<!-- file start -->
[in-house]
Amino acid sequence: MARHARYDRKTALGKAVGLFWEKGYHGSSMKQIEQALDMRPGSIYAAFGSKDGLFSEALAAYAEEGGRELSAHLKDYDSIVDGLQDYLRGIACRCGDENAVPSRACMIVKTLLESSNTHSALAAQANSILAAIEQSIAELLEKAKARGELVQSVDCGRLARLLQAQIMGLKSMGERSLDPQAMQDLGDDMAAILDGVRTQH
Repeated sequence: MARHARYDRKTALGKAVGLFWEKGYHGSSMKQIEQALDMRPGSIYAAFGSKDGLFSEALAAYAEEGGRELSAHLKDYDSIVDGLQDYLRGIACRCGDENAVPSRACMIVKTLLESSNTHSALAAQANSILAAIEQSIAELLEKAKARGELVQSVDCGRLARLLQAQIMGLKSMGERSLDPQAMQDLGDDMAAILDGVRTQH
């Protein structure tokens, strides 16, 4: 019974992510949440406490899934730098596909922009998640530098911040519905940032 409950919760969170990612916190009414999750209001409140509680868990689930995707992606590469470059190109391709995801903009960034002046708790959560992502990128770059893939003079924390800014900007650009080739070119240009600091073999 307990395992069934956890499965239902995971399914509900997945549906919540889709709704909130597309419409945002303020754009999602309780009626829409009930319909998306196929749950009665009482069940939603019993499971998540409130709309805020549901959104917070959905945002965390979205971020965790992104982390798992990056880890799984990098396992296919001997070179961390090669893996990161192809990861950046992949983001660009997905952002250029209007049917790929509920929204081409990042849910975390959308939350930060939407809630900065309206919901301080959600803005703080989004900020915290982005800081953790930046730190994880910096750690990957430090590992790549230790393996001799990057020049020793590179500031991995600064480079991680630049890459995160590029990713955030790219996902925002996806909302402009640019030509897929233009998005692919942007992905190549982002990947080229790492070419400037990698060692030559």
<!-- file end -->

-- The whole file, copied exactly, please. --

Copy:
[in-house]
Amino acid sequence: MARHARYDRKTALGKAVGLFWEKGYHGSSMKQIEQALDMRPGSIYAAFGSKDGLFSEALAAYAEEGGRELSAHLKDYDSIVDGLQDYLRGIACRCGDENAVPSRACMIVKTLLESSNTHSALAAQANSILAAIEQSIAELLEKAKARGELVQSVDCGRLARLLQAQIMGLKSMGERSLDPQAMQDLGDDMAAILDGVRTQH
Repeated sequence: MARHARYDRKTALGKAVGLFWEKGYHGSSMKQIEQALDMRPGSIYAAFGSKDGLFSEALAAYAEEGGRELSAHLKDYDSIVDGLQDYLRGIACRCGDENAVPSRACMIVKTLLESSNTHSALAAQANSILAAIEQSIAELLEKAKARGELVQSVDCGRLARLLQAQIMGLKSMGERSLDPQAMQDLGDDMAAILDGVRTQH
């Protein structure tokens, strides 16, 4: 019974992510949440406490899934730098596909922009998640530098911040519905940032 409950919760969170990612916190009414999750209001409140509680868990689930995707992606590469470059190109391709995801903009960034002046708790959560992502990128770059893939003079924390800014900007650009080739070119240009600091073999 307990395992069934956890499965239902995971399914509900997945549906919540889709709704909130597309419409945002303020754009999602309780009626829409009930319909998306196929749950009665009482069940939603019993499971998540409130709309805020549901959104917070959905945002965390979205971020965790992104982390798992990056880890799984990098396992296919001997070179961390090669893996990161192809990861950046992949983001660009997905952002250029209007049917790929509920929204081409990042849910975390959308939350930060939407809630900065309206919901301080959600803005703080989004900020915290982005800081953790930046730190994880910096750690990957430090590992790549230790393996001799990057020049020793590179500031991995600064480079991680630049890459995160590029990713955030790219996902925002996806909302402009640019030509897929233009998005692919942007992905190549982002990947080229790492070419400037990698060692030559």